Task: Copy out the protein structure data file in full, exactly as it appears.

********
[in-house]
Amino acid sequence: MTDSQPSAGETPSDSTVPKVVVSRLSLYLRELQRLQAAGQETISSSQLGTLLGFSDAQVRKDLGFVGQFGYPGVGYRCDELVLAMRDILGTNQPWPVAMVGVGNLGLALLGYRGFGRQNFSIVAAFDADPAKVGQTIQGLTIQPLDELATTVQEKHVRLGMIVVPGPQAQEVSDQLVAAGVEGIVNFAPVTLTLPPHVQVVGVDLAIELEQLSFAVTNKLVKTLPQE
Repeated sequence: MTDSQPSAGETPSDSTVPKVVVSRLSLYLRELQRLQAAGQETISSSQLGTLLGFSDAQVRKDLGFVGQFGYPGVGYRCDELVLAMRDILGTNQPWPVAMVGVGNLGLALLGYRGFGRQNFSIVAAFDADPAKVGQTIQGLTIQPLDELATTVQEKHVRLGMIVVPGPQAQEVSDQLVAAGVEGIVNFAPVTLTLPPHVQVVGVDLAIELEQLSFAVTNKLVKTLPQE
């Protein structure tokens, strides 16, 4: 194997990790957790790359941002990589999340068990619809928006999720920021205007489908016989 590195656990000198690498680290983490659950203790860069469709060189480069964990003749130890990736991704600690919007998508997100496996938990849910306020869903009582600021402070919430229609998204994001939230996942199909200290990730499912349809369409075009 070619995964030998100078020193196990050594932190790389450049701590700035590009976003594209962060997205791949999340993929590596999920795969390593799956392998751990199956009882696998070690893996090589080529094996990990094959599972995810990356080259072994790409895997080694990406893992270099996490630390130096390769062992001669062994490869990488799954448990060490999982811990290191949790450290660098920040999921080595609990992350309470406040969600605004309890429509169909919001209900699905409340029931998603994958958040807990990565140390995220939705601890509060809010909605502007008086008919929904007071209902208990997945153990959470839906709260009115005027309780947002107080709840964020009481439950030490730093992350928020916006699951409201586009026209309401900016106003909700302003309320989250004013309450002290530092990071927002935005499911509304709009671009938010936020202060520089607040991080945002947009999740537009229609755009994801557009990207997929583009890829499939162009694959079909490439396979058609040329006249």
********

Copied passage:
[in-house]
Amino acid sequence: MTDSQPSAGETPSDSTVPKVVVSRLSLYLRELQRLQAAGQETISSSQLGTLLGFSDAQVRKDLGFVGQFGYPGVGYRCDELVLAMRDILGTNQPWPVAMVGVGNLGLALLGYRGFGRQNFSIVAAFDADPAKVGQTIQGLTIQPLDELATTVQEKHVRLGMIVVPGPQAQEVSDQLVAAGVEGIVNFAPVTLTLPPHVQVVGVDLAIELEQLSFAVTNKLVKTLPQE
Repeated sequence: MTDSQPSAGETPSDSTVPKVVVSRLSLYLRELQRLQAAGQETISSSQLGTLLGFSDAQVRKDLGFVGQFGYPGVGYRCDELVLAMRDILGTNQPWPVAMVGVGNLGLALLGYRGFGRQNFSIVAAFDADPAKVGQTIQGLTIQPLDELATTVQEKHVRLGMIVVPGPQAQEVSDQLVAAGVEGIVNFAPVTLTLPPHVQVVGVDLAIELEQLSFAVTNKLVKTLPQE
């Protein structure tokens, strides 16, 4: 194997990790957790790359941002990589999340068990619809928006999720920021205007489908016989 590195656990000198690498680290983490659950203790860069469709060189480069964990003749130890990736991704600690919007998508997100496996938990849910306020869903009582600021402070919430229609998204994001939230996942199909200290990730499912349809369409075009 070619995964030998100078020193196990050594932190790389450049701590700035590009976003594209962060997205791949999340993929590596999920795969390593799956392998751990199956009882696998070690893996090589080529094996990990094959599972995810990356080259072994790409895997080694990406893992270099996490630390130096390769062992001669062994490869990488799954448990060490999982811990290191949790450290660098920040999921080595609990992350309470406040969600605004309890429509169909919001209900699905409340029931998603994958958040807990990565140390995220939705601890509060809010909605502007008086008919929904007071209902208990997945153990959470839906709260009115005027309780947002107080709840964020009481439950030490730093992350928020916006699951409201586009026209309401900016106003909700302003309320989250004013309450002290530092990071927002935005499911509304709009671009938010936020202060520089607040991080945002947009999740537009229609755009994801557009990207997929583009890829499939162009694959079909490439396979058609040329006249």